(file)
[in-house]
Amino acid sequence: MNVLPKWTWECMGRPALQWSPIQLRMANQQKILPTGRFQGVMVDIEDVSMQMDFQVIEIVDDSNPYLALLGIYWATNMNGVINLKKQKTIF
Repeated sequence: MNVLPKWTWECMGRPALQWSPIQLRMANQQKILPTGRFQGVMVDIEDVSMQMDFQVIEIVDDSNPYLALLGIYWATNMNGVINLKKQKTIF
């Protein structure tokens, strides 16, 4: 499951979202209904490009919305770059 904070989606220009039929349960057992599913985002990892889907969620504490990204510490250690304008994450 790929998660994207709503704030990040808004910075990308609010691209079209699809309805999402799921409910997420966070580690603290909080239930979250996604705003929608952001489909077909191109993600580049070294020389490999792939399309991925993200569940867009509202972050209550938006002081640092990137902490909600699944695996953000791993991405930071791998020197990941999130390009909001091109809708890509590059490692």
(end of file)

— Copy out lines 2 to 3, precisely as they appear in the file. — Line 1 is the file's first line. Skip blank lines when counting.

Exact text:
Amino acid sequence: MNVLPKWTWECMGRPALQWSPIQLRMANQQKILPTGRFQGVMVDIEDVSMQMDFQVIEIVDDSNPYLALLGIYWATNMNGVINLKKQKTIF
Repeated sequence: MNVLPKWTWECMGRPALQWSPIQLRMANQQKILPTGRFQGVMVDIEDVSMQMDFQVIEIVDDSNPYLALLGIYWATNMNGVINLKKQKTIF